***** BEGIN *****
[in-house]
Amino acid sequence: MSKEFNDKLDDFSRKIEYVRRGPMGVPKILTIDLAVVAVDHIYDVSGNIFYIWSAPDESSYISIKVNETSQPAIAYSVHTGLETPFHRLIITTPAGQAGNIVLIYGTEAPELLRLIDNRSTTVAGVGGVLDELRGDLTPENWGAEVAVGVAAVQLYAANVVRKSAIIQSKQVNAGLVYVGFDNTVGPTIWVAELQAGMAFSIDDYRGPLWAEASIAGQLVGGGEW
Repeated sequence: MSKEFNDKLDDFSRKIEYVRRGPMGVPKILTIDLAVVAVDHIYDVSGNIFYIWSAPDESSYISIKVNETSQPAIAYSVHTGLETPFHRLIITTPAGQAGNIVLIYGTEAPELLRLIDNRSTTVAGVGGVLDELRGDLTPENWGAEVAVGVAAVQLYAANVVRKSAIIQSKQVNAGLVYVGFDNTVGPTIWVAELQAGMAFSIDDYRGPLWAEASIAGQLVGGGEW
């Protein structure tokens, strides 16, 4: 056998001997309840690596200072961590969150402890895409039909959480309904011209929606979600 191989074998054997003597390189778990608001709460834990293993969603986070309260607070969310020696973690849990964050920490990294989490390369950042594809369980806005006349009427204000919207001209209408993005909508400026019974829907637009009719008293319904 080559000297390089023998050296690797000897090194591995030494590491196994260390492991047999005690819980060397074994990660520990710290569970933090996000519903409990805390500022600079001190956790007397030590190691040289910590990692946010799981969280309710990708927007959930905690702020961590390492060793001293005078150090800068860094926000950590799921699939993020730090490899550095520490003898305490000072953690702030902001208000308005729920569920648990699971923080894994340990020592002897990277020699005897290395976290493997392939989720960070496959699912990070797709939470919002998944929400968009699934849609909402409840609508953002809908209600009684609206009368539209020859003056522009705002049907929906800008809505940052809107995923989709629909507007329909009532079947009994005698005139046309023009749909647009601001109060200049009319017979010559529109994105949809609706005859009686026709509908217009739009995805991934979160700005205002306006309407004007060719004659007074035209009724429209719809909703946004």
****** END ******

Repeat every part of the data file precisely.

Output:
[in-house]
Amino acid sequence: MSKEFNDKLDDFSRKIEYVRRGPMGVPKILTIDLAVVAVDHIYDVSGNIFYIWSAPDESSYISIKVNETSQPAIAYSVHTGLETPFHRLIITTPAGQAGNIVLIYGTEAPELLRLIDNRSTTVAGVGGVLDELRGDLTPENWGAEVAVGVAAVQLYAANVVRKSAIIQSKQVNAGLVYVGFDNTVGPTIWVAELQAGMAFSIDDYRGPLWAEASIAGQLVGGGEW
Repeated sequence: MSKEFNDKLDDFSRKIEYVRRGPMGVPKILTIDLAVVAVDHIYDVSGNIFYIWSAPDESSYISIKVNETSQPAIAYSVHTGLETPFHRLIITTPAGQAGNIVLIYGTEAPELLRLIDNRSTTVAGVGGVLDELRGDLTPENWGAEVAVGVAAVQLYAANVVRKSAIIQSKQVNAGLVYVGFDNTVGPTIWVAELQAGMAFSIDDYRGPLWAEASIAGQLVGGGEW
């Protein structure tokens, strides 16, 4: 056998001997309840690596200072961590969150402890895409039909959480309904011209929606979600 191989074998054997003597390189778990608001709460834990293993969603986070309260607070969310020696973690849990964050920490990294989490390369950042594809369980806005006349009427204000919207001209209408993005909508400026019974829907637009009719008293319904 080559000297390089023998050296690797000897090194591995030494590491196994260390492991047999005690819980060397074994990660520990710290569970933090996000519903409990805390500022600079001190956790007397030590190691040289910590990692946010799981969280309710990708927007959930905690702020961590390492060793001293005078150090800068860094926000950590799921699939993020730090490899550095520490003898305490000072953690702030902001208000308005729920569920648990699971923080894994340990020592002897990277020699005897290395976290493997392939989720960070496959699912990070797709939470919002998944929400968009699934849609909402409840609508953002809908209600009684609206009368539209020859003056522009705002049907929906800008809505940052809107995923989709629909507007329909009532079947009994005698005139046309023009749909647009601001109060200049009319017979010559529109994105949809609706005859009686026709509908217009739009995805991934979160700005205002306006309407004007060719004659007074035209009724429209719809909703946004």